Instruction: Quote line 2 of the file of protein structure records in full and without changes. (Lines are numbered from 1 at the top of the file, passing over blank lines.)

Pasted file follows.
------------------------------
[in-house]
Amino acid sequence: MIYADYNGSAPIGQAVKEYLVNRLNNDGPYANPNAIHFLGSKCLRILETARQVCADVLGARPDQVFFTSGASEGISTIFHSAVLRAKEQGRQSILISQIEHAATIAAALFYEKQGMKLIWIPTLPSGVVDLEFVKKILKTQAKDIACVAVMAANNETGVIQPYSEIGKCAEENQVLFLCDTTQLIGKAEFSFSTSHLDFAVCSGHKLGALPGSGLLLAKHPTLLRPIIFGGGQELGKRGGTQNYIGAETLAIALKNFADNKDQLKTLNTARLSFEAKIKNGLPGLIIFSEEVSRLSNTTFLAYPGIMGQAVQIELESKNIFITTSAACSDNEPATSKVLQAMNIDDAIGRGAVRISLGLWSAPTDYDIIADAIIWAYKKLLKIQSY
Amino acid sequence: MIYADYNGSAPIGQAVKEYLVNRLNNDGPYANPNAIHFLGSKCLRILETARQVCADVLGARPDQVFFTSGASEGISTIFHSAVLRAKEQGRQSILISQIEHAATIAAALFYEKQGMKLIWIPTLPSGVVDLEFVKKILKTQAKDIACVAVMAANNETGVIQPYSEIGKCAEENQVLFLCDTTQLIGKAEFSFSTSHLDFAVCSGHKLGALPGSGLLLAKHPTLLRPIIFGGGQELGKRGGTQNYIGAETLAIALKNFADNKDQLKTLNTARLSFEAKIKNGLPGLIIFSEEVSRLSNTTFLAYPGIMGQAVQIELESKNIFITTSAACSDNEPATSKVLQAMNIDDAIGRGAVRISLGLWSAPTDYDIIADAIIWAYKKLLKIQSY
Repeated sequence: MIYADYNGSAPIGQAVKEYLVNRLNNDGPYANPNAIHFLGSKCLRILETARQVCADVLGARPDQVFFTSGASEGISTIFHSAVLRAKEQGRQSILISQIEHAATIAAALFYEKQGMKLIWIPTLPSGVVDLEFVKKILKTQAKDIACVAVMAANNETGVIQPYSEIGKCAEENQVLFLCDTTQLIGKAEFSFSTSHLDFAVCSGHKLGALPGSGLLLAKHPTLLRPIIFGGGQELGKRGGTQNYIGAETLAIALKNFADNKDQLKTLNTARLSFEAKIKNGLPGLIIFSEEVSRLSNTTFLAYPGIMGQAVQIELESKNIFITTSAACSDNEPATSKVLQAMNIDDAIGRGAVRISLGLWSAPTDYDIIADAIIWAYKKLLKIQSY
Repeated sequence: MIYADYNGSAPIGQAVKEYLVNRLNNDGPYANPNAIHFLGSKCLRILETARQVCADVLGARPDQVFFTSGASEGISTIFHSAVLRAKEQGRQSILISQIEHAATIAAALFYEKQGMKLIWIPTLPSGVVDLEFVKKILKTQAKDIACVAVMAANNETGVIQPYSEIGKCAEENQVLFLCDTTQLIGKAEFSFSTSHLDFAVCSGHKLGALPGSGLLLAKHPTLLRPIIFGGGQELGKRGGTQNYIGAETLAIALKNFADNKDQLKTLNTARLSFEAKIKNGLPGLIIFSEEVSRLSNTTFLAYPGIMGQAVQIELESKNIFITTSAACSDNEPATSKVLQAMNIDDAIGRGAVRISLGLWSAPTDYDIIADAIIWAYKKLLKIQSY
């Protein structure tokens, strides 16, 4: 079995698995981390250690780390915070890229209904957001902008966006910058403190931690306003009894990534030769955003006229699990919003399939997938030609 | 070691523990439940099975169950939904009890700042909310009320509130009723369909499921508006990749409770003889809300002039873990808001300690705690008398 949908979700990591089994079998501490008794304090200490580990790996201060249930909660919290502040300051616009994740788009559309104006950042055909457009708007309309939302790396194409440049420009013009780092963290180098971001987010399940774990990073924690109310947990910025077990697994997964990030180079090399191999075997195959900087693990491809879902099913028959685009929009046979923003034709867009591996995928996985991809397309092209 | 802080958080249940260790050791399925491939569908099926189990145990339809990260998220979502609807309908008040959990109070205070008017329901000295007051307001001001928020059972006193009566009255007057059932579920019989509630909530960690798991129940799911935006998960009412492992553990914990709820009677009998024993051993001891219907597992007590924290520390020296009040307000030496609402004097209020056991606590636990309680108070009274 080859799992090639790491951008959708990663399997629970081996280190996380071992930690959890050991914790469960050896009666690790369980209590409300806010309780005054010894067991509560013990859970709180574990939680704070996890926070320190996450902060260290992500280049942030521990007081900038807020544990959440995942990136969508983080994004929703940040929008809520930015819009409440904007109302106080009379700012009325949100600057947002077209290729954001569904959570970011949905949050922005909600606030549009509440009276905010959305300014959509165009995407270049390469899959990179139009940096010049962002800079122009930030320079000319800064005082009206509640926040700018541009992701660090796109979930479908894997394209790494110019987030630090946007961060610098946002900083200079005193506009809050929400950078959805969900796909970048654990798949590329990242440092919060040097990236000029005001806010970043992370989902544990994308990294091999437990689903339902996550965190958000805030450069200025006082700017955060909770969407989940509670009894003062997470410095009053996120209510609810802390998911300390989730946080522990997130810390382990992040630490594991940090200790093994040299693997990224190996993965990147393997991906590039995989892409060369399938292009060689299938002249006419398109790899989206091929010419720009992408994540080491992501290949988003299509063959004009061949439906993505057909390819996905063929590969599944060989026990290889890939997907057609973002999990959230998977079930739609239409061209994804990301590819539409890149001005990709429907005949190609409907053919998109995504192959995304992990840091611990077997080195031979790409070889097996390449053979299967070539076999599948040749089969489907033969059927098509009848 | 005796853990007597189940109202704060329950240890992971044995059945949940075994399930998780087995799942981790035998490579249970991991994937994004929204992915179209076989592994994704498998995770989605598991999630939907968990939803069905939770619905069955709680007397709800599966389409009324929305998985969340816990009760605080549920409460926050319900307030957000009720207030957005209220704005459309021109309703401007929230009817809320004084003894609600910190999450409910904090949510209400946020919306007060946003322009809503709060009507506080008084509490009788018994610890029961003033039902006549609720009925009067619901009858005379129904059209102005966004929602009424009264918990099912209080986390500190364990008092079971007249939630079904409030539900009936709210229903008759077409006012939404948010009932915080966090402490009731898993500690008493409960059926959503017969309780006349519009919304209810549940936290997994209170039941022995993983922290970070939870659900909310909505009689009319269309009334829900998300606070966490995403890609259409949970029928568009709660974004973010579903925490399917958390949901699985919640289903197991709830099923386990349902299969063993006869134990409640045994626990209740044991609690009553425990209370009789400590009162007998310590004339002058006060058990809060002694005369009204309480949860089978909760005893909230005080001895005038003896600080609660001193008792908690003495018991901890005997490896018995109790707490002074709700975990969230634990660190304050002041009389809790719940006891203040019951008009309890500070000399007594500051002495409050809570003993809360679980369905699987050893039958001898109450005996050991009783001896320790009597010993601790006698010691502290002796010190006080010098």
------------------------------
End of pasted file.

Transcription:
Amino acid sequence: MIYADYNGSAPIGQAVKEYLVNRLNNDGPYANPNAIHFLGSKCLRILETARQVCADVLGARPDQVFFTSGASEGISTIFHSAVLRAKEQGRQSILISQIEHAATIAAALFYEKQGMKLIWIPTLPSGVVDLEFVKKILKTQAKDIACVAVMAANNETGVIQPYSEIGKCAEENQVLFLCDTTQLIGKAEFSFSTSHLDFAVCSGHKLGALPGSGLLLAKHPTLLRPIIFGGGQELGKRGGTQNYIGAETLAIALKNFADNKDQLKTLNTARLSFEAKIKNGLPGLIIFSEEVSRLSNTTFLAYPGIMGQAVQIELESKNIFITTSAACSDNEPATSKVLQAMNIDDAIGRGAVRISLGLWSAPTDYDIIADAIIWAYKKLLKIQSY